Published by Hot Key Books on August 24th 2016
Genres: Contemporary, Romance, Young Adult
Amazon | Book Depository | Publisher | Angus & Robertson
Add to Goodreads
What happens when you give in to the voices in your head? A funny, heartwarming and confronting novel about body image, self esteem and family.
Annabel is dead. And she's not happy about it. Despite having strived to be 'lighter than air' back when she was alive, the consequences of that yearning haven't quite sunk in yet.
Julia Jacobs is fat. Which Annabel immediately notices when she's assigned as Julia's ghostly helper (don't even think about calling her a guardian angel). And as her helper, Julia's problem seems pretty obvious to Annabel. Fat = problem = unhappy. Sorted.
The only trouble is that whatever is causing Julia to overeat is hidden deep within her. Annabel will have to get to know Julia to uncover this secret and 'fix' her. Annabel can become the voice of reason, Julia's source of strength.
Except... all this time spent in someone's head has got Annabel thinking. Not just about food, but about her family too. And that maybe happiness can mean more than eradicating all the flesh from your bones.
Nothing Tastes As Good was a very confronting but important read about body image and confidence. I was a little bit tentative going into the story but ultimately, it blew me away. However, there were a couple of things that held me back from giving it a higher rating and I’m going to get into those now.
Trigger warning for eating disorders.
My biggest problem with the book isn’t really a problem. I was just a bit uncomfortable with some of the things that were going on in the book. Let me explain the plot. Annabel is dead and in order to get one final message back to her family, she must help someone in need and be their spirit guide. Spirit guides don’t actually interact with humans but is more of an all-knowing being who is able to put certain thoughts into their heads. Annabel assigned Julia, a girl who goes to the school that Annabel used to attend… and Julia is overweight. As someone who was engaging in very unhealthy behaviours when she was alive, Annabel seems to think that the solution to Julia’s problems is to lose weight. This was kind of what made me really uncomfortable when I was reading the novel. For a good portion of the book, Annabel encourages very disordered eating behaviour and there’s also a lot of fat-shaming. Even though I’ve never struggled with restrictive eating or really had any problematic body image concerns, I still found it to be a little bit hard to read. I can imagine this story being a trigger for some readers who might have issues with body image and eating. There are also a few things that I found to be really inappropriate, such as teachers discussing a student’s weight and how they think this particular student should exercise. Of course, all of these issues are addressed later on in the book and explicitly deemed problematic, but I was still taken aback by how confronting it was.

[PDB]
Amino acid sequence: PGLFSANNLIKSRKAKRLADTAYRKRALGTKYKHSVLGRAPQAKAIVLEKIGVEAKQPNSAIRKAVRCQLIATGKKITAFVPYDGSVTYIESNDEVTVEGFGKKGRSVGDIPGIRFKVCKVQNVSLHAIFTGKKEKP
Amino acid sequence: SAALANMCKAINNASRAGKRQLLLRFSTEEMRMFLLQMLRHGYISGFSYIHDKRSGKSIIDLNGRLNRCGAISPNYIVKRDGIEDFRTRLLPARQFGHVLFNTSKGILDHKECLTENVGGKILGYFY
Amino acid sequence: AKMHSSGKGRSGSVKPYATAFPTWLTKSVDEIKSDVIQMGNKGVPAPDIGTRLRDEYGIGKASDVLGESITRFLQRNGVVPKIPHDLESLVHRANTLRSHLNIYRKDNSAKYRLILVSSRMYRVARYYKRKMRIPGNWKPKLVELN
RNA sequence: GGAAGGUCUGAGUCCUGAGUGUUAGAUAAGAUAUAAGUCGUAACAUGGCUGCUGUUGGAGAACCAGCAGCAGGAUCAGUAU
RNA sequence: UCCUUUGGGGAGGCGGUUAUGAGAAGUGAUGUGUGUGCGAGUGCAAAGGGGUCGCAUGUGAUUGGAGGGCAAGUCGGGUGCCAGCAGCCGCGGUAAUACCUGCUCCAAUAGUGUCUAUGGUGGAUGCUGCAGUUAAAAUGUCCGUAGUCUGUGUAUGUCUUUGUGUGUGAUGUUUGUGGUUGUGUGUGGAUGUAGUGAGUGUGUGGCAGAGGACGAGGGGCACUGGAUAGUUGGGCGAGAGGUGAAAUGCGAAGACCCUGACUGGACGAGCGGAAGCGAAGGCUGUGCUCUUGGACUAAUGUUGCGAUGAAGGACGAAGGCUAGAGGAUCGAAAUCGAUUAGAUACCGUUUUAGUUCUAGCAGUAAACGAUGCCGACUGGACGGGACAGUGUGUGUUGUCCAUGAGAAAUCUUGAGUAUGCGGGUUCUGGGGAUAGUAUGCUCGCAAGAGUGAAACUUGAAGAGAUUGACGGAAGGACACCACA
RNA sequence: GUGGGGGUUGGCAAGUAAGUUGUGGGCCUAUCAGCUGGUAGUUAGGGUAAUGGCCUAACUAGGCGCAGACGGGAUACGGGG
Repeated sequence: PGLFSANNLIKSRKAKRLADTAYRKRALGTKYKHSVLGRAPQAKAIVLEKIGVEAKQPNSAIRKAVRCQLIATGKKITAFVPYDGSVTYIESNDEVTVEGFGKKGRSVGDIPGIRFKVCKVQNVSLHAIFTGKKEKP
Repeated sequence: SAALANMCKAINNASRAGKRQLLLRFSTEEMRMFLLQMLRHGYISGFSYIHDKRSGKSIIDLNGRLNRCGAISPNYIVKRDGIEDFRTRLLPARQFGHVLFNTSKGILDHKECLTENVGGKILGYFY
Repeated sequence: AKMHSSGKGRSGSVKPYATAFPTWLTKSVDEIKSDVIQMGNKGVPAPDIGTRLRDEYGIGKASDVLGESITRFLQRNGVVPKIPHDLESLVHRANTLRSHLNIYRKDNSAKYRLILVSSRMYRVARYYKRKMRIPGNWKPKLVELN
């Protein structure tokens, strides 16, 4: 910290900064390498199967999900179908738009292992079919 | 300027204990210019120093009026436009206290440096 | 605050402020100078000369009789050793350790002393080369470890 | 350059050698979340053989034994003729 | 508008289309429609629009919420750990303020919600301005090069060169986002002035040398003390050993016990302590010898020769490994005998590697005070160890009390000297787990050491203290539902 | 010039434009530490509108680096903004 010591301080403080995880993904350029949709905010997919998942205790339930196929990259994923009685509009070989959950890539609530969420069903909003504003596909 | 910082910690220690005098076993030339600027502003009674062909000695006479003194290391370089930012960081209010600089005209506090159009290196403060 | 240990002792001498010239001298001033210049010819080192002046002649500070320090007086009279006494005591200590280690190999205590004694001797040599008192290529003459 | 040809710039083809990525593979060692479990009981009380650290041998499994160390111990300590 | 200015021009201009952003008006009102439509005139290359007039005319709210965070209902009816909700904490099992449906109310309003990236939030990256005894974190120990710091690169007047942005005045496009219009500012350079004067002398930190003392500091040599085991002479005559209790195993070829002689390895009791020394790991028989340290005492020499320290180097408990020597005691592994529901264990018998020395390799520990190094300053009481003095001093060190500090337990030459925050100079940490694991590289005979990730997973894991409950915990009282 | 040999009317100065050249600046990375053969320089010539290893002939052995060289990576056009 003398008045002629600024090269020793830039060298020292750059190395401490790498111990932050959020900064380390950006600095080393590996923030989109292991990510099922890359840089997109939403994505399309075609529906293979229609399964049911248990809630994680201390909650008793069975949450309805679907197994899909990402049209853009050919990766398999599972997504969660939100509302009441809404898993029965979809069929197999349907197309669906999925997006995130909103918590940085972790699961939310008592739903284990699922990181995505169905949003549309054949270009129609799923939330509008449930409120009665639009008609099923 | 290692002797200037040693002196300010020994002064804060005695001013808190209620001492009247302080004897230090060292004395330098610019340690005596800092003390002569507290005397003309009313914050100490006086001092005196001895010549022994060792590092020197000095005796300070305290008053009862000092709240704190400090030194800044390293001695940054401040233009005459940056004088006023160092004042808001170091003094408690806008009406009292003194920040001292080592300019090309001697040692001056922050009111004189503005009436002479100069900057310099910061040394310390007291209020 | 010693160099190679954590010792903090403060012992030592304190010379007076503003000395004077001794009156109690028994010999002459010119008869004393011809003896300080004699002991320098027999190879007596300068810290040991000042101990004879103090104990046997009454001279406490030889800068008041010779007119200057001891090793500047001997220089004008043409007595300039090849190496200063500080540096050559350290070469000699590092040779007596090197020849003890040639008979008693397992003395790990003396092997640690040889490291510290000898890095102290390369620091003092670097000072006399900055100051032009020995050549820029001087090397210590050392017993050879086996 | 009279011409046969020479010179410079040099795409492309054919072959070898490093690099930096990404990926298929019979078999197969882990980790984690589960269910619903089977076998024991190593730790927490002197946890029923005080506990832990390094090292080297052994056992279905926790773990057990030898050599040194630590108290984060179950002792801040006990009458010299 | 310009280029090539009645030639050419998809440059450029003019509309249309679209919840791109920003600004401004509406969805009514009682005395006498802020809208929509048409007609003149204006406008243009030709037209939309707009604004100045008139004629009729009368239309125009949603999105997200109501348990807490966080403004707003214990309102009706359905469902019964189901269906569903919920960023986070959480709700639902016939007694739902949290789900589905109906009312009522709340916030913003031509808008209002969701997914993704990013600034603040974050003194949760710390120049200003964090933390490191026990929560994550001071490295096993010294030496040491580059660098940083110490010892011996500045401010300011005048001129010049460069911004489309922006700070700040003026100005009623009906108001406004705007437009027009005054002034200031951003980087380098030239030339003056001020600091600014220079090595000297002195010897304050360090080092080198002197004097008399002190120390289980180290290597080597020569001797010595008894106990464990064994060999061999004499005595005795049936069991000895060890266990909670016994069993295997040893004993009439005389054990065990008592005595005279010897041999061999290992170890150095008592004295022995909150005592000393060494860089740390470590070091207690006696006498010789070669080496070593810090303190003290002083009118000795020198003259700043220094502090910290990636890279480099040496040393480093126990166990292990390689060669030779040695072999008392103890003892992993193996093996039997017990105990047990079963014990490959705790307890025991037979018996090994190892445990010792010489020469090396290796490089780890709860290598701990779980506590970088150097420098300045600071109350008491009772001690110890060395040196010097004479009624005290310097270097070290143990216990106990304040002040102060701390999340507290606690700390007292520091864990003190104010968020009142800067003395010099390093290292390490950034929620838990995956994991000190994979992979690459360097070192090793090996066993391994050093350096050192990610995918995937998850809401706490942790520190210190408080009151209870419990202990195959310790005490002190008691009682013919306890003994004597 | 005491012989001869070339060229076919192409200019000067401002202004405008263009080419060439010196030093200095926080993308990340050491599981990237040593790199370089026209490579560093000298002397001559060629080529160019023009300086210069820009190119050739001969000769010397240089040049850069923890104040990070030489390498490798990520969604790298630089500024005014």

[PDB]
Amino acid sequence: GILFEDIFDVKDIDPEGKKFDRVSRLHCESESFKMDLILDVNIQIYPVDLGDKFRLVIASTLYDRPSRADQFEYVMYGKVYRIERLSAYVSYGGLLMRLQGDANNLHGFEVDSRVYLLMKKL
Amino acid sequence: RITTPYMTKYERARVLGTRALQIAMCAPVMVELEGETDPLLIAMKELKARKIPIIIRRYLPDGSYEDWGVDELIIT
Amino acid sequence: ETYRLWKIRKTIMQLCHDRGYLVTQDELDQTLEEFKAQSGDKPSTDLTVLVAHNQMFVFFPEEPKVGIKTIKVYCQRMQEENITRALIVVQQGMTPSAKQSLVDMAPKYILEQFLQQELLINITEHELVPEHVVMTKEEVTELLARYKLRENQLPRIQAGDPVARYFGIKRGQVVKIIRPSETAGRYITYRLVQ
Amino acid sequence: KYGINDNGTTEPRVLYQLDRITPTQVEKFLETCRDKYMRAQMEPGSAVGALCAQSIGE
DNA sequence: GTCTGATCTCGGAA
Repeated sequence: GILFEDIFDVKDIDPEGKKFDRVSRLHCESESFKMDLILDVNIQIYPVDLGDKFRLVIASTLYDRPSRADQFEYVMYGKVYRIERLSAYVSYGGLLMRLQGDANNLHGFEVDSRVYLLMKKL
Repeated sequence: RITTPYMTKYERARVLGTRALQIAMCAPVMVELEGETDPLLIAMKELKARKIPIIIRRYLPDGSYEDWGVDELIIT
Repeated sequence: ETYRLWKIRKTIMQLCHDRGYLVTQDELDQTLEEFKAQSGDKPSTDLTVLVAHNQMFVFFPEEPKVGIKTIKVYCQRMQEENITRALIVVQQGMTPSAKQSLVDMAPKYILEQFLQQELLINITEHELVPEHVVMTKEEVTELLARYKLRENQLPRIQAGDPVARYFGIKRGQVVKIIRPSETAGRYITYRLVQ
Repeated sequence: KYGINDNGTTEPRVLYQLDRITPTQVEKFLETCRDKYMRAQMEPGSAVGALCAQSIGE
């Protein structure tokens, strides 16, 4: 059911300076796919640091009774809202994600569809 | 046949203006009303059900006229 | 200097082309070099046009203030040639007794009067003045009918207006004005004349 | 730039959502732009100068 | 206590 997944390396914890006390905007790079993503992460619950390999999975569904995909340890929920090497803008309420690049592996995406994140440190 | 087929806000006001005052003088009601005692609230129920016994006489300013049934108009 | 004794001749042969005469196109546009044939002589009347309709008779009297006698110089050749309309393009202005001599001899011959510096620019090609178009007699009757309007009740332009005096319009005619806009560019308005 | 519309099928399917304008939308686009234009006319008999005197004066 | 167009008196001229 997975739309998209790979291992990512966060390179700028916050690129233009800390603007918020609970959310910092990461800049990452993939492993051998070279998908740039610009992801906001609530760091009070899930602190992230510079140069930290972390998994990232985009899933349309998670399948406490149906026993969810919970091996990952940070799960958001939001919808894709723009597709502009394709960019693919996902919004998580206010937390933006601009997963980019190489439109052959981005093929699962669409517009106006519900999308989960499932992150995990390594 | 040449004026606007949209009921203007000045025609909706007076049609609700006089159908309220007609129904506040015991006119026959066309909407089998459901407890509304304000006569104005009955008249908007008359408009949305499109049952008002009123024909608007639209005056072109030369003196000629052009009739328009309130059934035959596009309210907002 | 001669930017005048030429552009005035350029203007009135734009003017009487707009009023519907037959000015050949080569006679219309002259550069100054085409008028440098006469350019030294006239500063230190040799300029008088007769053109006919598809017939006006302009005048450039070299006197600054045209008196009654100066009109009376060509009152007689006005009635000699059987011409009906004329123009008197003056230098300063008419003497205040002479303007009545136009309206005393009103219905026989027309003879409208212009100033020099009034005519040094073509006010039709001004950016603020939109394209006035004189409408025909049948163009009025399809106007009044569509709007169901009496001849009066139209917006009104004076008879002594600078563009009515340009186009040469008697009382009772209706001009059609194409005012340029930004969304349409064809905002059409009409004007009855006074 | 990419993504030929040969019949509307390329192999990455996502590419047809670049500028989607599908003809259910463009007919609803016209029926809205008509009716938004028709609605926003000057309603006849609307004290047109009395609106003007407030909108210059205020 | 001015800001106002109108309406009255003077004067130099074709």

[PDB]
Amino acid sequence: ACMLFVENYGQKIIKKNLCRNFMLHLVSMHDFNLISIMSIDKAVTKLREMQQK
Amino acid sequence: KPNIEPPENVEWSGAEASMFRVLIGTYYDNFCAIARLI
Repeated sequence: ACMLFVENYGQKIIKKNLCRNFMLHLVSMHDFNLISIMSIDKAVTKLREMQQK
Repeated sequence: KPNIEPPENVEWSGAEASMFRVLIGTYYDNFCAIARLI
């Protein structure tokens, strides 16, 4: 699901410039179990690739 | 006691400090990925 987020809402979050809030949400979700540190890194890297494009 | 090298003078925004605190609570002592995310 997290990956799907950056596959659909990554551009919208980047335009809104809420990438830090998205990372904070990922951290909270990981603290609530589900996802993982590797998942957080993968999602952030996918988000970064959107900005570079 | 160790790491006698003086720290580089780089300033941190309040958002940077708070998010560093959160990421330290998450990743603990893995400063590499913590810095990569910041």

Having said that, I really did enjoy what the book offered. Even though the book does contain some problematic behaviours, it was obvious from the start that these things would be tackled later on during the book. I thought it was a really important read that lots of readers would get a lot out of, as long as it’s not triggering at the start. It explores the causes and consequences of eating disorders through both Annabel and Julia’s characters. It also explores self-esteem and standing up for yourself. What I especially loved about the book was that it contains characters that were career-focused and driven and I thought it was a really realistic story. I also loved the little elements of mystery in this book. It’s unclear what Annabel’s story is until halfway through the story and it was an interesting experience trying to figure that out. Likewise, it’s a bit of a mystery what Julia’s story is and exactly why she needs help and guidance from Annabel. These mystery elements kept me engaged in the book because I wanted to find out more.
This is what she needs to do. Not this crazed eating/starving/exercising/panicking cycle, I finally, finally realise. In this moment, she is glorious.
I also highly enjoyed the characters and their development throughout the book. Annabel was definitely not a likeable character at the start because of how judgmental she was, but she gradually develops more empathy and starts to be able to see others and herself more clearly. I ended up loving her character in the end. Julia was definitely my favourite character of the novel though. I found her to be such a relatable character and I could connect with her worries and her struggles. She was definitely a really realistic character. What I appreciated most about the book is that there are no perfect characters. The author highlights each character’s flaws brilliantly and it was so easy to connect with them because they were real people.
Nothing Tastes As Good is a confronting story that might potentially be triggering for some readers. However, I thought the themes and the issues explored in this book were really important and I thought they were executed quite well. The characters were flawed but realistic and the plot of the book was engaging and interesting.
Rating: 4 out of 5
Thank you to Allen & Unwin for providing a review copy of the book.
Nothing Tastes As Good was published by Bonnier in Australia on August 24th, 2016. It is available at all retailers for $19.99 RRP.
You might also like..
Latest posts by Jenna (see all)
- Bridge of Clay Review: The Story of an Australian Family - January 18, 2019
- Our Most Anticipated Reads of 2019 - January 8, 2019
- Jenna’s Top 5 Books of 2018 - December 20, 2018